MANIA - The ABBA Tribute (Formerly ABBA MANIA)
November 16, 2022
The Harrison Opera House
The last time we performed in Virginia was in 2021 in Virginia Beach at a fantastic, small rock club whose name escapes me. I have friends and fans in Virginia, so we had a great time then, and I was anticipating a great time tonight, also.
I am an enormous American and European history buff, and Norfolk, Virginia, had a lot to offer. Again, if you have been reading all my blogs, you are starting to see a trend, I was fatigued, and it was extremely cold. Thus, I again decided to stay in, take a nap, and rest before the show. I apologize for starting to be a little less interesting, but I encourage you to please read on and stay with me.
I want to add something here about remaining in the theatre and not venturing out into the day. I do not take what I am able to do for granted. To have the opportunity to perform in many of the country's most beautiful theaters, performing arts centers, and concert halls is a dream come true. I am a loner at heart and by nature (though many would seriously fight me on that), and I always enjoy spending time walking about and discovering more about the venues where we perform.
On this tour, I have had an added pleasure. My brother and I have had years of long conversations about how important the music played over the sound system before and after a concert is critical. It has the ability to set and enhance the mood of the audience considerably before the concert begins. We both firmly believe it is part of the show itself when done correctly. Sadly, this has become a lost art to most newer generations. As an avid concertgoer, I often feel saddened when I see the many wasted opportunities. So on one of the early shows of this tour, I was out in the hall by myself after soundcheck, and Jake, our exceptional soundman, was playing a playlist he put together just for this tour. It completely caught me off guard. It comprised many classic and beautiful songs and hits from the 1970s. All of them being close to my heart and many I had not heard in years. Some of the most emotional moments for me on this tour revolved around hearing the playlist before and after the show. I spent time alone onstage or in the audience on many days just listening to Jake's masterful playlist and losing myself in time. It brought back a flood of memories and filled me with an ocean of waving emotion. Naturally, I thanked Jake profusely time and time again.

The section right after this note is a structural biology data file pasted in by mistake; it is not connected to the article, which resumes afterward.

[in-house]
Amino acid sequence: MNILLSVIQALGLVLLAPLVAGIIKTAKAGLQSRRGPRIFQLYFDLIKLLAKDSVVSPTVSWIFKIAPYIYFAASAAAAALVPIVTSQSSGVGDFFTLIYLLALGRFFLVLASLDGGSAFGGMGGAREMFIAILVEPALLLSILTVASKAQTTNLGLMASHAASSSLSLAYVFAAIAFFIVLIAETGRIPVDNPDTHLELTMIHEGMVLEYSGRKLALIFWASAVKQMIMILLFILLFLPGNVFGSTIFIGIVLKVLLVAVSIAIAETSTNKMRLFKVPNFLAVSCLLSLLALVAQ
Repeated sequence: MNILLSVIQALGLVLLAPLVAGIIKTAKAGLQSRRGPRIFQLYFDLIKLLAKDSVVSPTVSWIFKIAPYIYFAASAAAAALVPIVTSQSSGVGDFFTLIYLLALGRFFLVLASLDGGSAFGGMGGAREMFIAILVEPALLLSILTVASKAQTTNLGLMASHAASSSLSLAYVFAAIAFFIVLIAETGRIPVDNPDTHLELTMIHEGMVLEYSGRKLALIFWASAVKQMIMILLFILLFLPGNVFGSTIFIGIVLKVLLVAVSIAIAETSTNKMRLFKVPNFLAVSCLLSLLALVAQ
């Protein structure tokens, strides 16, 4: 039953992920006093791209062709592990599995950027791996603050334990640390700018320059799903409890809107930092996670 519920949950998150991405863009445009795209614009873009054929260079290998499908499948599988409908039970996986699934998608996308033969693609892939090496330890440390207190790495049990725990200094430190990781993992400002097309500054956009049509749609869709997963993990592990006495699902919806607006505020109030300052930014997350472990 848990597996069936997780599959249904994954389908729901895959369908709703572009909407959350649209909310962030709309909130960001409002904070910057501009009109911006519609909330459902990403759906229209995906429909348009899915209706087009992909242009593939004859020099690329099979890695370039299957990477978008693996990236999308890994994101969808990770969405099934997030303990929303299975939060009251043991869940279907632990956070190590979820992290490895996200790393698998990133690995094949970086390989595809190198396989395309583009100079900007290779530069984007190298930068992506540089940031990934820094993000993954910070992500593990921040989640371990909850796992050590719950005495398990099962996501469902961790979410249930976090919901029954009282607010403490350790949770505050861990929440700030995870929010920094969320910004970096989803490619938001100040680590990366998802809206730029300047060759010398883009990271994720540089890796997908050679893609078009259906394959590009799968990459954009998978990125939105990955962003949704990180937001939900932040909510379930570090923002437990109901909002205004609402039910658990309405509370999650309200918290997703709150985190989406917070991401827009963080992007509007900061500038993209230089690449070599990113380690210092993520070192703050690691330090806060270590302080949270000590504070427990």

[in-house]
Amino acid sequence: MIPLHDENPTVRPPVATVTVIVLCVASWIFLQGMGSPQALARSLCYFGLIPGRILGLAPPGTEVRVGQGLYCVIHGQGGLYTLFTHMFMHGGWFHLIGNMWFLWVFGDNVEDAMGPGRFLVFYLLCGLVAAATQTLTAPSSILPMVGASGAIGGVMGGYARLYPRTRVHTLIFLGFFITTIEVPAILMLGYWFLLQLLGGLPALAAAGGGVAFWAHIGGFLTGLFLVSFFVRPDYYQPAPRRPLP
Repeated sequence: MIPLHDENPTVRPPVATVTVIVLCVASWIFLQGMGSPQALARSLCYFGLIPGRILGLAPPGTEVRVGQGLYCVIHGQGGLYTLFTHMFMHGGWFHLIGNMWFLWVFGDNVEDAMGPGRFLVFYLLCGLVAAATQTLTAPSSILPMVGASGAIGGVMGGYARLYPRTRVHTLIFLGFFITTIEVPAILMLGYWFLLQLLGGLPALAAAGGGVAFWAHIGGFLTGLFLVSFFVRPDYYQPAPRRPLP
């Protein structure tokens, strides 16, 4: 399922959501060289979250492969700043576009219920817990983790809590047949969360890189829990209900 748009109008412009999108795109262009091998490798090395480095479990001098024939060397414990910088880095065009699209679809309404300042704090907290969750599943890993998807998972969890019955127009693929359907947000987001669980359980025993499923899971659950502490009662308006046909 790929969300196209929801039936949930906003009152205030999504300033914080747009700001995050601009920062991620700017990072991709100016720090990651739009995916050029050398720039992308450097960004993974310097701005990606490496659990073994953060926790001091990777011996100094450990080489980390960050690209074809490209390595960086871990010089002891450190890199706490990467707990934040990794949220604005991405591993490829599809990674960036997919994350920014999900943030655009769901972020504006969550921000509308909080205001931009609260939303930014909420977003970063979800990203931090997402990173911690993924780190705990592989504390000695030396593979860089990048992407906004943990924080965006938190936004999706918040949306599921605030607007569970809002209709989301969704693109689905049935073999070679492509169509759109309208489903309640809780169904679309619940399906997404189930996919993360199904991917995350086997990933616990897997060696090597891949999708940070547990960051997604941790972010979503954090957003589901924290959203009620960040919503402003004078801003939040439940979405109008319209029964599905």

I should add here that by this time on the tour, everyone is feeling road weary, tired, and worn out. Granted, some more than others. But being the senior member, I assume I start to feel the aches and pains before the rest. Although, I do take great pains to care for myself out here, even if I fail more than succeed. So now that I have all that out of the way let us move on.
The Harrison Opera house is a very grand and elegant music hall. I was impressed, grateful, and humbled to be performing here, and looking forward to our evening performance. Once a World War II USO theater, this historic venue was lavishly renovated in 1993. With 1,632 seats, the stunning Edythe C. and Stanley L. Harrison Opera House retains an intimate ambiance, but one adorned by the beauty of glittering chandeliers, sweeping staircases, and bistro tables where you can sip champagne and drink in the glamour.
I was thrilled when the curtains rose, and the house was almost full. I received a message from my friends, and they were all set in their seats and ready to have a good time. I was looking forward to meeting up with Mary Glenn and her friends after the show. The crowd was fantastic, and we gave an excellent performance. Afterward, I posed for pictures and caught up with Mary Glenn and her friends for a while before heading back to my dressing room. I love it when my friends and fans across the country come to the show. It is a running joke in the band how I have people, friends, and fans in every state. That is a joke I will be happy to be the brunt of. I enjoy making people happy and helping them forget their troubles for a while. Life is too short, not too.
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